In its decision affirming this Court’s grant of a preliminary injunction in favor of Sanofi, the Federal Circuit found that “the plain language of claim 2 [of the ‘596 patent] only recites the free base, MATTPCA, and does not expressly describe the dextrorotatory or levorotatory enantiomers or any salt. Because claim 2 [of the ‘596 patent] fails to describe each and every limitation of claim 3 [of the ‘265 patent] on its face, claim 2 does not anticipate claim 3.” Sanofi-Synthelabo v. Apotex, Inc., 470 F.3d 1368, 1376 (Fed. Cir. 2006), reh’g denied, 2007 U.S. App. LEXIS 2807 (Fed. Cir. Jan. 19, 2007). Nothing in the trial record changes the plain language of the patents, and this Court therefore reaches the same conclusion on a complete record as this Court and the Federal Circuit reached on a more limited record: Claim 2 of the ‘596 patent does not expressly describe clopidogrel or its bisulfate salt. The Court also finds that Example 1 does not expressly describe clopidogrel bisulfate – there is no explicit reference to the enantiomers of PCR 4099 in that example and the particular salt described is the hydrocholoride, not the bisulfate.

The more difficult question is whether the additional limitations – namely the dextrorotatory enantiomer and its bisulfate salt – are inherently described elsewhere in the ‘596 patent. “Inherent anticipation requires that the ‘missing characteristic is necessarily present, or inherent, in the single anticipating reference.'”

Claim 1 of the ‘596 patent claims a general formula and specifies that the compounds covered by that formula include: their addition salts with pharmaceutically acceptable mineral or organic acids . . . including both enantiomeric forms or their mixture. ‘596 patent at col. 13, ll. 8-19. The parties have stipulated that clopidogrel bisulfate is a compound within the genus of Claim 1 of the ‘596 patent.

Claim 8, which is also relevant, reads as follows: A therapeutic composition having blood-platelet aggregation inhibiting activities and anti-thrombotic activities containing an effective amount of a compound of claim 1, or an addition salt thereof with a pharmaceutically acceptable mineral or organic acid or with mineral bases, or one of the two enantiomers or their mixture and a pharmaceutically acceptable carrier.

In the end, the court held that:

Apotex’s argument, however, is ultimately unpersuasive. First, it is undisputed that “[a] prior art reference that discloses a genus still does not inherently disclose all species within that broad category.” Metabolite Labs., Inc. v. Lab. Corp. of Am. Holdings, 370 F.3d 1354, 1367 (Fed. Cir. 2004); see also Atofina, 441 F.3d at 999. In essence, patentability is not precluded by the fact that an inventor has identified or selected a single compound with particularly desirable qualities from a large class of previously patented compounds.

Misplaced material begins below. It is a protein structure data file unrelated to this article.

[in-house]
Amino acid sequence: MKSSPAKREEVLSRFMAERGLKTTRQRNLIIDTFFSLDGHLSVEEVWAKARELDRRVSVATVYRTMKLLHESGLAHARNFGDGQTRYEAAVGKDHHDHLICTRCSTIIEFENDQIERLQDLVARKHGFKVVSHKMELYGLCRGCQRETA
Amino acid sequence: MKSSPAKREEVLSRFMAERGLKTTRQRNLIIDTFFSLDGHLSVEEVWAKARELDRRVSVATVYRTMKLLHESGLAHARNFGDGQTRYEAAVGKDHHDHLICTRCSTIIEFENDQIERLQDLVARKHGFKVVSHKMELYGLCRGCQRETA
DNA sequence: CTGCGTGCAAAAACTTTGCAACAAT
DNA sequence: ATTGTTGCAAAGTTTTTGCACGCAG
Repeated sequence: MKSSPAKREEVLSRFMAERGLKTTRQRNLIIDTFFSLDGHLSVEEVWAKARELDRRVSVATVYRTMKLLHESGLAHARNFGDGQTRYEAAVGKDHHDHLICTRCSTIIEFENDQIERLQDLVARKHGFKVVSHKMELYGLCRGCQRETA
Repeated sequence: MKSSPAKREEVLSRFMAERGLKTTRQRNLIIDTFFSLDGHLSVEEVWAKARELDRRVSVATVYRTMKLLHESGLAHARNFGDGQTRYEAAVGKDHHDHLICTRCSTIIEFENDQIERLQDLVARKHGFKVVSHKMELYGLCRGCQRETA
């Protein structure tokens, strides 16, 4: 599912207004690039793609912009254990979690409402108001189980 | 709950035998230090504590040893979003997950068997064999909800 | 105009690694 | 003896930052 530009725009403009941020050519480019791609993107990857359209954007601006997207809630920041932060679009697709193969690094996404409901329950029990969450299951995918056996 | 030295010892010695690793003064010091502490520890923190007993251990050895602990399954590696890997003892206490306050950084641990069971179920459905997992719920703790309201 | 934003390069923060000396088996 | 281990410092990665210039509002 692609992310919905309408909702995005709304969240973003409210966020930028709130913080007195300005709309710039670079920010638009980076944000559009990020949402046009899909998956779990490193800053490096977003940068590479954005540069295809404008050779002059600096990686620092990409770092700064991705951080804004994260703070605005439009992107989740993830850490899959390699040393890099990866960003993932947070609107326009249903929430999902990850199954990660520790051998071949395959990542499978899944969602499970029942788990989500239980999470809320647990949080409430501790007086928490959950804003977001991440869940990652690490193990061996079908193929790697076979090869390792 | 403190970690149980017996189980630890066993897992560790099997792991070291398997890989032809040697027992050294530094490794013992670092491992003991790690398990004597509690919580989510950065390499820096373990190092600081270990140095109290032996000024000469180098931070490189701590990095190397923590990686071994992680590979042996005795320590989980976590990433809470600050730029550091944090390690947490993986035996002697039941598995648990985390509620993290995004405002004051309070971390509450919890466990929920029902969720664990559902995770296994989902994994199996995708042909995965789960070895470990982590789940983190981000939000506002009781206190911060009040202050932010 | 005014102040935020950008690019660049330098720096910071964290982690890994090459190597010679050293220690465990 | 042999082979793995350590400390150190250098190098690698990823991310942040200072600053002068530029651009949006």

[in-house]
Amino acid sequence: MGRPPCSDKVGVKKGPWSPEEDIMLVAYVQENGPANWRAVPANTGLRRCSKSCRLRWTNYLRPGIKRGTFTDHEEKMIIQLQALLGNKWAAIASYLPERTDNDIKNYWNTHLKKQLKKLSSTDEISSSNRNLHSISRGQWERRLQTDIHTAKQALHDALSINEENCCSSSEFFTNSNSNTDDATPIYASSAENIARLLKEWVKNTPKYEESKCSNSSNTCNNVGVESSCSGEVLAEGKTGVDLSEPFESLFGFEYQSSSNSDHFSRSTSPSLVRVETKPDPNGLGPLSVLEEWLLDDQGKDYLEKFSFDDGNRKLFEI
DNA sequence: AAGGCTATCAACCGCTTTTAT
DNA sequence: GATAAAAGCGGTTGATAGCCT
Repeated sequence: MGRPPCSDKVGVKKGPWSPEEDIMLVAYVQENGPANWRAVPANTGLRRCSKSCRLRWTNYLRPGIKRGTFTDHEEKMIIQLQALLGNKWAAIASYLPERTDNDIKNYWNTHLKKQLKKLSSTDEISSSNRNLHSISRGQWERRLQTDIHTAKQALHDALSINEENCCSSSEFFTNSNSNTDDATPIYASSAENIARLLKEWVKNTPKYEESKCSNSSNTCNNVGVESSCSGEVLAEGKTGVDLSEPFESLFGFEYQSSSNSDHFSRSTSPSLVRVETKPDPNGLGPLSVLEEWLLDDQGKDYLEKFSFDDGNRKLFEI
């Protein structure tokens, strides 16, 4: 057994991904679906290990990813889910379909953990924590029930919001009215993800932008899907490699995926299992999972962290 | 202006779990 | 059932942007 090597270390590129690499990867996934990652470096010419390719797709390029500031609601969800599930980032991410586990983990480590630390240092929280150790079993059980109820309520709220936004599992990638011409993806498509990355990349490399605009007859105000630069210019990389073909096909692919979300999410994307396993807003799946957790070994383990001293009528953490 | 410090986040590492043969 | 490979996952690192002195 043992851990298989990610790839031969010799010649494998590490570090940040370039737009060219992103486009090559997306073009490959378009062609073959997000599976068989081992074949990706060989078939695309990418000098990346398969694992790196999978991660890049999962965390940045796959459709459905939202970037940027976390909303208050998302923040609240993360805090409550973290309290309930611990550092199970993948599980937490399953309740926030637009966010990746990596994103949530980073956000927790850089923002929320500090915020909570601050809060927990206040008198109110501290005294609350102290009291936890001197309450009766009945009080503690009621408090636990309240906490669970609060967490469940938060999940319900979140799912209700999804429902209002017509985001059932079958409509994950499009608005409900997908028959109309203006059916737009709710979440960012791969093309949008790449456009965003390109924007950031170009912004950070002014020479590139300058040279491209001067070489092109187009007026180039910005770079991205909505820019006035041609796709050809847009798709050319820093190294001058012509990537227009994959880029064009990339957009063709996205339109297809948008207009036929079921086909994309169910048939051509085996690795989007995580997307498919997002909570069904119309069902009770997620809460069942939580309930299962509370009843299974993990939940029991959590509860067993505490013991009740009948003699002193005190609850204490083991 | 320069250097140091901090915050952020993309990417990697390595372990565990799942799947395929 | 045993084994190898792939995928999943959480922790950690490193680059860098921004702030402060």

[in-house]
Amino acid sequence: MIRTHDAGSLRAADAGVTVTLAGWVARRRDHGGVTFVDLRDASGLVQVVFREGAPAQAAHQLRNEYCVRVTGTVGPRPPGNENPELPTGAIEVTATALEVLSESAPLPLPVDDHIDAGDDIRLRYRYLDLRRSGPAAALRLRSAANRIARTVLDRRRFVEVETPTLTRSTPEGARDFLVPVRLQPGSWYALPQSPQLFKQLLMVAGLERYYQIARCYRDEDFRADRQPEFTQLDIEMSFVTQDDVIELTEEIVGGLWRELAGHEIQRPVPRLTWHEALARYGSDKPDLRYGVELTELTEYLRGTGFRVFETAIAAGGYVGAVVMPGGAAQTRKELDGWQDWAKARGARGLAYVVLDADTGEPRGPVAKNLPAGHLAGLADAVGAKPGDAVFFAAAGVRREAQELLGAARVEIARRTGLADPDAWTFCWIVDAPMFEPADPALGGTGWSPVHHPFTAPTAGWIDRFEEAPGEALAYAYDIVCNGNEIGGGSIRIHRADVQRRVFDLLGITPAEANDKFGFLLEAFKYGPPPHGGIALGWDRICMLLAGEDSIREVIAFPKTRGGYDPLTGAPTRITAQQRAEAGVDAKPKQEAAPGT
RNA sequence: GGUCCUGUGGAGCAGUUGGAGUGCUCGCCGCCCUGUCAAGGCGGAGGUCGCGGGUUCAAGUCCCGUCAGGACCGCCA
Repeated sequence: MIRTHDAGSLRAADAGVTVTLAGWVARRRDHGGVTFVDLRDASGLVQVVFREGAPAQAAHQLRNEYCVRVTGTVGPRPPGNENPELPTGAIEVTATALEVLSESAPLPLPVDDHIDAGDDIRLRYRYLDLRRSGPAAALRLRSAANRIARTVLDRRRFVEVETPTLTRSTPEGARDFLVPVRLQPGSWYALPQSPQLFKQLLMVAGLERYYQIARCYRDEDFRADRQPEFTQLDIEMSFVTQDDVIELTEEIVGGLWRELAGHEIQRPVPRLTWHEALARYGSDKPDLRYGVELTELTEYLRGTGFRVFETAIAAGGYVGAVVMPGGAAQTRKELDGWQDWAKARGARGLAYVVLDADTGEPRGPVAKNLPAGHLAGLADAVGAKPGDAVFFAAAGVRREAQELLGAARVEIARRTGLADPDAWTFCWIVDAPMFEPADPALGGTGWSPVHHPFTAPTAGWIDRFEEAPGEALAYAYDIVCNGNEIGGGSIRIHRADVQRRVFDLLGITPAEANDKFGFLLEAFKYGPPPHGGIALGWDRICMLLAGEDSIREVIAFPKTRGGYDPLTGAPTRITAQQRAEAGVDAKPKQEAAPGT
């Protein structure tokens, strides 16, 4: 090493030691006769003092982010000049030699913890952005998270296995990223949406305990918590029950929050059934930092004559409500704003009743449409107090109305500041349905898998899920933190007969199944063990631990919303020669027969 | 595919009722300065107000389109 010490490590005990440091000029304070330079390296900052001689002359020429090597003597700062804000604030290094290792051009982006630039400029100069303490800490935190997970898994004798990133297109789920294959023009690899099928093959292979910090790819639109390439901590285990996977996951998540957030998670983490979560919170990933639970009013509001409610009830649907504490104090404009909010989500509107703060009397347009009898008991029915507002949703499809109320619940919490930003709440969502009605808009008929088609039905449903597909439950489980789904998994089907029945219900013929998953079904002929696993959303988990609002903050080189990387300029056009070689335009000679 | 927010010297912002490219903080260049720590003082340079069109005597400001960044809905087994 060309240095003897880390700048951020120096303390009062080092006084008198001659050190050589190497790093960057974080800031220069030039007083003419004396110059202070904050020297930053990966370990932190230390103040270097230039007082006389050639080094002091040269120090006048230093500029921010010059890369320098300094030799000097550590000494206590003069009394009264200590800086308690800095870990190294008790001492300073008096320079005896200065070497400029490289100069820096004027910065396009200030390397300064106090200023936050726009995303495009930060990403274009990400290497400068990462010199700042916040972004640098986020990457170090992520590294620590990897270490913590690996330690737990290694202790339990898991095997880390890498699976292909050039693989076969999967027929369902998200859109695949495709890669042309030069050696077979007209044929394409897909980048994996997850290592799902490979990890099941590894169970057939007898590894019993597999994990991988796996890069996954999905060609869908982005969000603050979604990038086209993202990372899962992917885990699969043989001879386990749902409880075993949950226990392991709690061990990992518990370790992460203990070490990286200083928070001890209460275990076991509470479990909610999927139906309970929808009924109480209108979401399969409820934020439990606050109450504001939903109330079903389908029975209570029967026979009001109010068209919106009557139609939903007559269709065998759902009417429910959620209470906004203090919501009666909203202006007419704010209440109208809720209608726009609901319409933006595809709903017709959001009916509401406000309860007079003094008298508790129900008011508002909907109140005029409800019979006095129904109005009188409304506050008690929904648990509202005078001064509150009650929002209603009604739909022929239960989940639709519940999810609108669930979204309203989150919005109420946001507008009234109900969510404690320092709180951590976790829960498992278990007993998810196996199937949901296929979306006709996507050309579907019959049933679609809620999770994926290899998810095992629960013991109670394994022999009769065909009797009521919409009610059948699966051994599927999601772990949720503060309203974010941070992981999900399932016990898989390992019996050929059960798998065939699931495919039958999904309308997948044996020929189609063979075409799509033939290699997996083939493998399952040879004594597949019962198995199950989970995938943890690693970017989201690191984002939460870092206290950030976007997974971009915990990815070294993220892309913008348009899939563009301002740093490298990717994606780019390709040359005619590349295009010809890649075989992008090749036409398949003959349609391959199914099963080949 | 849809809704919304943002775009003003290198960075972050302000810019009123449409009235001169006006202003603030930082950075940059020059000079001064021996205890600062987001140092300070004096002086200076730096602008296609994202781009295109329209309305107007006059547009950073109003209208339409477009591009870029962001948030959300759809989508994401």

Although clopidogrel bisulfate concededly falls into the broad genus disclosed by Claims 1 and 8 – a genus which includes millions of possible compounds – a person of ordinary skill in the art would need to engage in impermissible “mechanistic dissection and recombination” of those disparate elements to arrive at the particular combination that is clopidogrel bisulfate.

The Court also refused to buy Apotex’ argument that clopidogrel bisulfate was rendered obvious by the ‘596 patent because, after gaining familiarity with that patent, a person of ordinary skill in the art would have viewed as obvious the active enantiomer of PCR 4099 in the form of each of the three salts used for ester compounds in the examples of the ‘596 patent – namely, the hydrochloride, bisulfate and hydrobromide.

Apotex tried arguing that the results were not unexpected and urged that the recent decision of the Federal Circuit, Pfizer, Inc. v. Apotex, 480 F.3d 1348 (Fed. Cir. 2007), would yield a different conclusion in this case. The Court, however, distinguished the present case from Pfizer since after obtaining that patent, Pfizer discovered that the maleate salt, for unforeseen reasons, was not suitable for the commercial manufacture of tablets due to stickiness and tablet degradation. The chemists at Pfizer attributed those problems to the particular chemical structure of the maleate salt – a reactive double bond in the maleate anion – which made the salt susceptible to degradation. In this case, there were no structural features that would have guided selecting any specific acid.

While Apotex will surely file an appeal with the federal circuit, it doesn’t seem likely that the outcome will change. The federal circuit already found a “a reasonable likelihood of its success on the merits” in favoring issuance of a preliminary injunction.

See the full opinion here:  Sanofi v. Apotex Opinion